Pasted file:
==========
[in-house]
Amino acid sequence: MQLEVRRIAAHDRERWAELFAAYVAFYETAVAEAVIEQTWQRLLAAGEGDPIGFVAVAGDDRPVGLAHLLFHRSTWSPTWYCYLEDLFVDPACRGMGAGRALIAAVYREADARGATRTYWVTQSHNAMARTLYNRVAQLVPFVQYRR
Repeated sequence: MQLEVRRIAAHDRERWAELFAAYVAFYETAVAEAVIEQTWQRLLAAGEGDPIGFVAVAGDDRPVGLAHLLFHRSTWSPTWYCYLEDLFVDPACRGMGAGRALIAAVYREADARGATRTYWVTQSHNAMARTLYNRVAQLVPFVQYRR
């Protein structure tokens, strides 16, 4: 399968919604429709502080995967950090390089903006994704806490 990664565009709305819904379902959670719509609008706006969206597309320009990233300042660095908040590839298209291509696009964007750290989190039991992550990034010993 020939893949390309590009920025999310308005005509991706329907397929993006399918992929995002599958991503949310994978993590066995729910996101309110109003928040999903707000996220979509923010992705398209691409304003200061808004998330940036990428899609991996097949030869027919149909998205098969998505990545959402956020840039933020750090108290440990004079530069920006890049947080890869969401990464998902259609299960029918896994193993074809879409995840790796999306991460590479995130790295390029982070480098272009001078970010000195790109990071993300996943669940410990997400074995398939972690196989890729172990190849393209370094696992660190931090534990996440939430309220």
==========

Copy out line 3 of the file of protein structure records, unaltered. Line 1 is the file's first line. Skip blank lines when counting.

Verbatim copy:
Repeated sequence: MQLEVRRIAAHDRERWAELFAAYVAFYETAVAEAVIEQTWQRLLAAGEGDPIGFVAVAGDDRPVGLAHLLFHRSTWSPTWYCYLEDLFVDPACRGMGAGRALIAAVYREADARGATRTYWVTQSHNAMARTLYNRVAQLVPFVQYRR